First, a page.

April 13, 2011

Sleeping Under The Stars vs. A Messy Garage

Sleeping under the stars is as basic as it gets

Frost & Hartl's ('96) definition of clinical hoarding:

(1) the acquisition of, and failure to discard, a large number of possessions that appear to be of useless or of limited value; (2) living spaces sufficiently cluttered so as to preclude activities for which those spaces were designed; and (3) significant distress or impairment in functioning caused by the hoarding.

I watched my first episode of Hoarders recently when I had access to a TV with more than one fuzzy channel. After two episodes I didn't need to see any more. It made me think about these individuals that make up less than 1% of the population, but represent a situation most of us are familiar with in some way in our own lives.

Hoarders represent the far end of the spectrum - hyperstuffism. At the other end we have hypostuffism, or asceticism - living without stuff. The majority of us fall somewhere in between the two, but we may show signs of both.

For example, I enjoy simple surroundings, and have always enjoyed camping. Of all the places I have slept, the best were nights spent in a tent in the wilderness. I have always loved how primal it feels, with nothing separating you from the life surrounding you.

For the full effect, when nights are nice enough, I like to sleep under the stars. I have been woken up by mice repeatedly jumping off of drift logs onto my sleeping bag while I camped out on the beach. I find that kind of simplicity exhilarating.

Then I turn attention to my inner hoarder, because despite my enjoyment of living the pared down life, I also exhibit some traits from the other end of the spectrum. When I look around my living space I can see my own brushes with acquisition, clutter, and impairment of function.

How about the paper plate that a gift of Christmas cookies came on? I can't seem to get rid of it - I found a (questionable) use for it as I absorbed it into my loot lair. Then there is my stash of paper bags of all sizes. Those are useful. Aren't they? Boxes of old bills. Things I haven't used for years taking up room both in my space and my head.

Funny thing is, the definition at the top describes most of us, although in a less clinical way. The owners of most of the garages I have peered into could be seen as exhibiting all of the criteria of hoarding. And there is little doubt that our collections of stuff are causing "significant distress or impairment" both personally and globally.

One solution is to not involve oneself in "the acquisition of, and failure to discard, a large number of possessions that appear to be of useless or of limited value". But that is darn hard to achieve, and doesn't this describe most of our stuff?

Am I free of the burden of stuff?
If you have ever seen an episode of Hoarders you will know how hard it is for the patients to relieve themselves of their things. But in order to relieve the distress and impairment, possessions that are of limited value or are causing dysfunction, must be eliminated.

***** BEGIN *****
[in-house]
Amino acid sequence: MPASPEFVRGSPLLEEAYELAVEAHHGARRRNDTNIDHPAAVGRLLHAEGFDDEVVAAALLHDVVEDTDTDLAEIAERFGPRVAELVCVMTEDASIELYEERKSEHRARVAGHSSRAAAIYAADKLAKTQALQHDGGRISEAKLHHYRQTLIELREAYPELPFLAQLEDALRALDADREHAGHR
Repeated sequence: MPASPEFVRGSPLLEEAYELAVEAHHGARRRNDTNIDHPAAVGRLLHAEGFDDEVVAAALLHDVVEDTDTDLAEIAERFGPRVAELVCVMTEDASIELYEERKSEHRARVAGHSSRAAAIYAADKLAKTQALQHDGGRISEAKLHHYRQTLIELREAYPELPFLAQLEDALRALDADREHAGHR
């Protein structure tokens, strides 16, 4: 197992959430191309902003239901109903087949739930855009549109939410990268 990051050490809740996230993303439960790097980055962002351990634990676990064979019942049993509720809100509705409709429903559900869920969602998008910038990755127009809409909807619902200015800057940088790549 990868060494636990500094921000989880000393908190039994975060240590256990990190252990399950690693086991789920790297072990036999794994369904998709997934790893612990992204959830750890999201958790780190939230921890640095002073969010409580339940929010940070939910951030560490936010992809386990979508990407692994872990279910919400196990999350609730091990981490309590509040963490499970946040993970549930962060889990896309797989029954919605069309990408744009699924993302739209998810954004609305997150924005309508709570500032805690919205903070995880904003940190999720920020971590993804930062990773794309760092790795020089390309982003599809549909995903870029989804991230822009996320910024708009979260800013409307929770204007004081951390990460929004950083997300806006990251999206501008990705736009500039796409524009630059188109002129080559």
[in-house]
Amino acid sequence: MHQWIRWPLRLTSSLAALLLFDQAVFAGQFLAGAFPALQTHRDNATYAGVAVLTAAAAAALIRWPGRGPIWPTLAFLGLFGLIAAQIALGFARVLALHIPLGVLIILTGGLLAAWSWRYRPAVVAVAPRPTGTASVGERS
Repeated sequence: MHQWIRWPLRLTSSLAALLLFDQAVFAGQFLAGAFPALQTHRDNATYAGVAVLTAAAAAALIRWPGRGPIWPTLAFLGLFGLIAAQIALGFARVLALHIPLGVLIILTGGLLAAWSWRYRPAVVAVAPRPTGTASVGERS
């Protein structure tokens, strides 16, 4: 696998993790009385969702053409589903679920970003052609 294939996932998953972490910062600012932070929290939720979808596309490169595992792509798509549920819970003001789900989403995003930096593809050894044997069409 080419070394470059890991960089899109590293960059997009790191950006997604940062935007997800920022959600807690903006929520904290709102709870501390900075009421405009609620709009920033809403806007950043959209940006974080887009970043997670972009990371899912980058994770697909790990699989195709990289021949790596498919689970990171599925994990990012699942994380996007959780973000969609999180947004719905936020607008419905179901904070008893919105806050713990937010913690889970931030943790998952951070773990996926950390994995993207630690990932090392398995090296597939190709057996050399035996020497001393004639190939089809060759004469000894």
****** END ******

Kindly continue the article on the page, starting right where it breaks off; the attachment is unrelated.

It will be easier for those of us that have not been diagnosed as clinical hoarders, but we may still feel some discomfort as we transform our lives toward increased sustainability and freedom.

But it will be worth it, and it will be a wonderful thing. Like mice using you for a trampoline in the middle of the night as you fall sleep under the stars listening to waves breaking on the beach. A tad unnerving, but when all is said and done, more free and joyful than a messy garage.

3 comments:

  1. My mom is a hoarder. She could be on one of those shows. Which might be why I tend towards the opposite. Although, there are some things that I find inexplicably hard to get rid of. Like the fondue set I got for my wedding and have used a grand total of three times. But it's really nice. And I like the idea of a fondue. It's really got to go.

    Looking forward to camping season. Especially now that I have my fancy inflatable mat rather than a thermarest riddled with holes.

    ReplyDelete
  2. Geneviève,

    Wow, that is quite something about your mom. It can be a difficult situation for everyone. On the other hand, if (or when) we experience collapse, some hoarders homes will become the new General Stores.

    Sooke River Campground is very nice. Come on warm weather.

    ReplyDelete
  3. Yes,that's exactly what my mom says. She always conjures up the poor upbringing and her dresses made of flour sacks. Have you read "World Made by Hand"? It's a post-climate change collapse novel. People started excavating the dumb and created a general store out of the stuff they dig up. Kind of interesting.

    We definitely want to head your way this summer. We'll have to plan around the tides because I'm crazy about tide pools. See you then!

    ReplyDelete

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